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Dispute surfaces over pride flag in Ponoka business window

A dispute over whether or not a pride flag could stay in a business window at Riverbank Common boiled over in Ponoka last week.
Mark Weber/Ponoka Express

A dispute over whether or not a pride flag could stay in a business window at Riverbank Common boiled over in Ponoka last week.

Sarah Kumar of Sarah’s Specialty Cakes said she was asked to remove a pride flag from her window and to stop holding meetings in her business.

“Many things are being added to the narrative in this situation but at the end of the day, I was asked to take down the advertisement in my window, which is the Pride flag, and to stop holding meetings relating to the 2SLGBTQIA+ community, which is the root of the matter at hand,” she said.

Kumar said a letter was given to her on Sept. 12, by the landlord.

“In the letter, it states that I was in breach of my lease and needed to stop hosting Pride events (coffee chats and art activities) and was required to take down the small Pride flag I have in my shop window which they consider an advertisement,” she said in a statement.

Kumar said it all ultimately amounts to a violation of human rights.

“Showing (support) for a marginalized group is paramount. Being who you are and being made to feel comfortable in spaces where you live is of the utmost importance.”

She also questioned why the coffee gatherings were an issue when other cake decorating classes she has held weren’t a problem.

Kumar noted that the businesses in Riverbank Common run at various hours, and that she has been told that she requires permission from other tenants to host after-hours events.

“I have never been asked if I give permission for the events hosted after my business is closed, which leads me to question why the rules are different for me.”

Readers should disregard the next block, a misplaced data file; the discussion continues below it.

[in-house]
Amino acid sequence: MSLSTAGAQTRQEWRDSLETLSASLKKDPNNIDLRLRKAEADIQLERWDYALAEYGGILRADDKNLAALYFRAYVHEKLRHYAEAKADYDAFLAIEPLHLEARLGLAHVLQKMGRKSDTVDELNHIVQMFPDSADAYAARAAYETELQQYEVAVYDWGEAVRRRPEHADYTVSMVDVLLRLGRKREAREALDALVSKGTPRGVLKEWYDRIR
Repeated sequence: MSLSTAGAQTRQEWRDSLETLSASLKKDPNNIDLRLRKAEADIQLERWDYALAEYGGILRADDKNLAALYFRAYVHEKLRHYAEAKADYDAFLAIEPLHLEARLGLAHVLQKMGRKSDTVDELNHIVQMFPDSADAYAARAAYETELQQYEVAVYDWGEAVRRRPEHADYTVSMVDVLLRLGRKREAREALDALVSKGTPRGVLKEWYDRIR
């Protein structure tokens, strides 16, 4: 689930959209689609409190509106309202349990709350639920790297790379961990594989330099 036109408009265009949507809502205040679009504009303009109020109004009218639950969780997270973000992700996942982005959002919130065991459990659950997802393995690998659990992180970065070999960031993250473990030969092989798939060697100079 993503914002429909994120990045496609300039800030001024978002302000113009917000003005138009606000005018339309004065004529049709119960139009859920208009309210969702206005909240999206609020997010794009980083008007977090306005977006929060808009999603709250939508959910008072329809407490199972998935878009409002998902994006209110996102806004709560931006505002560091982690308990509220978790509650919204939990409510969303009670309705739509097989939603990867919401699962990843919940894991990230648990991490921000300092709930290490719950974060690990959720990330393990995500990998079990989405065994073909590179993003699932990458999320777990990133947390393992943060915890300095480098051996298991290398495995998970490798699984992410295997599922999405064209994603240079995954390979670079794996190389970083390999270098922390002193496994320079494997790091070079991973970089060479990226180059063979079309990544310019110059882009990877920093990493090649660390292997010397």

She also said the flag was put up on June 1, and it was later that month she re-signed her lease but that the issue wasn’t raised at that time.

“I would like to make sure that everyone knows that I am still here, still open, and still doing everything I can to provide service to our community,” she wrote in a Facebook post.

Bruce Blackmore, owner of Riverbank Common, said that ultimately, it’s not a human rights issue.

He said that in the lease agreement, which is for every business housed at Riverbank Common, it says that no placards of any kind are permitted in the building’s windows.

“I never said anything about signs inside of the building — you are welcome to do that. It has all become about the window,” he said, adding that with regard to meetings, there were instances of people going outside of the public space area they were supposed to be held in.

As a common retail space, he said that couldn’t be permitted.

As to the flag, Blackmore said it’s no different than having a Conservative Party sticker in the front window, or an NDP sticker, or a pro-choice sticker, or a Confederate sticker.

He said a business owner once put up an NDP sign in the window, and two customers came in to say they would never shop in the store again.

So the ‘no sign’ rule is across the board, he said,adding that his tenants have the right to ‘quiet comfort.’ “All of them,” he said.

“It’s all about maintaining a neutral spot that is welcoming to everyone, and that is safe to everyone,” he said, adding that he has been unfairly accused of bigotry and (being) anti-2SLGBTBQIA+.

“I have been attacked online and (at Riverbank Common),” he said.

“In the meantime, we have had people coming into the store shouting at staff, accusing them of being horrible people to the point that they don’t feel safe, and they wish to put a sign up on the door saying, ‘Please don’t abuse the staff in the store — we aren’t involved in this’,” he said.

Meanwhile, the Ponoka Pride Society said in a statement that the organization, “Stands firmly in support of Sarah’s Specialty Cakes after her landlord claimed she was in break of her lease for having a small pride flag in the window of her business, and for hosting supportive coffee meet-ups for the 2SLGBTQIA+ community.

“The PPS and our allies in Alberta and beyond want safety and belonging for everyone in our communities and we need to do better.”

Mark Weber

About the Author: Mark Weber

I've been a part of the Black Press Media family for about a dozen years now, with stints at the Red Deer Express, the Stettler Independent, and now the Lacombe Express.
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